5. Subject is currently participating in or has participated within the Last 30 days in a clinical trial involving an investigative drug.
    6. Subject has other dermatologic conditions that would preclude or prevent adequate assessment of changes to their facial angiofibromas.
    7. Subject has had laser surgery, cryotherapy, or other dermatologic treatment to their facial angiofibromas within the previous 6 months.
  Contacts and Locations
Choosing to participate in a study is an important personal decision. Talk with your doctor and family members or friends about deciding to join a study. To learn more about this study, you or your doctor may contact the study research staff using the Contacts provided below. For general information, see Learn About Clinical Studies.

Please refer to this study by its identifier: NCT01853423

United States, Tennessee
LeBonheur Children's Hospital
Memphis, Tennessee, United States, 38103
Sponsors and Collaborators
Le Bonheur Children's Hospital
University of Tennessee Health Science Center
Principal Investigator: James W Wheless, MD LeBonheur Children's Hospital- Neuroscience Institute
  More Information

Additional Information:
Responsible Party: James W. Wheless, Medical Doctor, Le Bonheur Children's Hospital Identifier: NCT01853423     History of Changes
Other Study ID Numbers: UTHSC TSC01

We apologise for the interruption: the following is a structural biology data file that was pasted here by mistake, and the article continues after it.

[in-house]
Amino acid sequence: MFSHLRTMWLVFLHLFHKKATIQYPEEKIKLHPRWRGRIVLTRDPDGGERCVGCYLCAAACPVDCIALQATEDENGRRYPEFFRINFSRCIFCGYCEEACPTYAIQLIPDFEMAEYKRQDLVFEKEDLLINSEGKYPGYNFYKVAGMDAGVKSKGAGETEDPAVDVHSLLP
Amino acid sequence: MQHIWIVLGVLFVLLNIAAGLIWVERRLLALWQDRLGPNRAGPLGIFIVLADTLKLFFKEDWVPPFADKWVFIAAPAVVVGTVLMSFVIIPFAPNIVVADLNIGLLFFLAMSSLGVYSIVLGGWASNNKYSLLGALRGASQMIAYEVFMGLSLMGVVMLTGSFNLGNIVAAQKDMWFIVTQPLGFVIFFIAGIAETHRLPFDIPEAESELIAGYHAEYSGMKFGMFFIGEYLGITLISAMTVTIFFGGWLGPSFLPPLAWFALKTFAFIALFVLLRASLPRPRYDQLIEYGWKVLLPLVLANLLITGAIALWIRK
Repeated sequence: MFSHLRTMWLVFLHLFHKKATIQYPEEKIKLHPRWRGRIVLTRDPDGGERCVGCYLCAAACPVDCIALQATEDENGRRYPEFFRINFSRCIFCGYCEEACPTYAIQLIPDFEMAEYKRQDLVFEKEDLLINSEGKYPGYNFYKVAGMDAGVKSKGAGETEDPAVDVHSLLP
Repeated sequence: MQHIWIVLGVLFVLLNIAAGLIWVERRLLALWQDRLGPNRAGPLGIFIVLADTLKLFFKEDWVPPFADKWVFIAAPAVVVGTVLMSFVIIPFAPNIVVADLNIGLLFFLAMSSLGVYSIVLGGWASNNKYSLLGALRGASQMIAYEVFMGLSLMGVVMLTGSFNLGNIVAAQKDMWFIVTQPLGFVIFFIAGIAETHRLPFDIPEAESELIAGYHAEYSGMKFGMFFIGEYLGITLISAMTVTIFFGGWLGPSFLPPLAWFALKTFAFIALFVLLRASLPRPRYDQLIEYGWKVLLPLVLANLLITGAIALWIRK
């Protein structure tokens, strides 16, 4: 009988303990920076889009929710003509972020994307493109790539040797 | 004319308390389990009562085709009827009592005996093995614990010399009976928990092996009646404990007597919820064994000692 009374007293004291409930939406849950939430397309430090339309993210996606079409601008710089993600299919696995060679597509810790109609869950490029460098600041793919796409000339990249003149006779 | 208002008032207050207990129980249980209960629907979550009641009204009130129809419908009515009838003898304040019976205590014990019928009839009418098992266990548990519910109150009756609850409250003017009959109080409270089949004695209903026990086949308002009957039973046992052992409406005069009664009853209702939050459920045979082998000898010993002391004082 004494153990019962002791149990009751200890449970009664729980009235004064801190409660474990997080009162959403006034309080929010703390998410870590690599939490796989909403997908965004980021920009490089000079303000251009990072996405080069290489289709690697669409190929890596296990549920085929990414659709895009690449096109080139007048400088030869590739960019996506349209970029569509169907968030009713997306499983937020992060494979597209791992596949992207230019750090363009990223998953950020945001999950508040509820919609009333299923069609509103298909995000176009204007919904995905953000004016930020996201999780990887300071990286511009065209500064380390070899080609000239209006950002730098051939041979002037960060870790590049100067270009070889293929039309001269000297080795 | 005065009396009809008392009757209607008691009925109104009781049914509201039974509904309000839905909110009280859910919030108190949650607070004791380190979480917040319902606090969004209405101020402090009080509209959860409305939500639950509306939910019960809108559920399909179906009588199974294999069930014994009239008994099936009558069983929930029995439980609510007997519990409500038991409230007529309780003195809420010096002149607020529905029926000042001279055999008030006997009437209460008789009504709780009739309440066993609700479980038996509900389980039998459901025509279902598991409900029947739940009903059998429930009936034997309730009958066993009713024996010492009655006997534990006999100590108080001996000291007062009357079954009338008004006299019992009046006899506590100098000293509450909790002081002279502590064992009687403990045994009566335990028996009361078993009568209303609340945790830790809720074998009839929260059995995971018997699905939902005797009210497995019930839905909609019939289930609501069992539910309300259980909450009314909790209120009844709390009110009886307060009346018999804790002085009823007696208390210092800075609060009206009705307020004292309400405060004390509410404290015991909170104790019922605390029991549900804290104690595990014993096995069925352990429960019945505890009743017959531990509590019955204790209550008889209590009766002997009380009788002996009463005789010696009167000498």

12-2008 ( Other Identifier: Instututional Review Board )
Study First Received: April 12, 2013
Last Updated: August 17, 2016

Keywords provided by James W. Wheless, Le Bonheur Children's Hospital:
Skin Cream

Additional relevant MeSH terms:
Tuberous Sclerosis
Pathologic Processes
Disease Attributes
Neoplasms, Multiple Primary
Neoplastic Syndromes, Hereditary
Malformations of Cortical Development, Group I
Malformations of Cortical Development
Nervous System Malformations
Nervous System Diseases
Neurocutaneous Syndromes
Heredodegenerative Disorders, Nervous System
Neurodegenerative Diseases
Congenital Abnormalities
Genetic Diseases, Inborn
Neoplasms, Vascular Tissue
Neoplasms by Histologic Type
Anti-Bacterial Agents
Anti-Infective Agents
Antibiotics, Antineoplastic
Antineoplastic Agents
Antifungal Agents
Immunosuppressive Agents
Immunologic Factors processed this record on September 20, 2017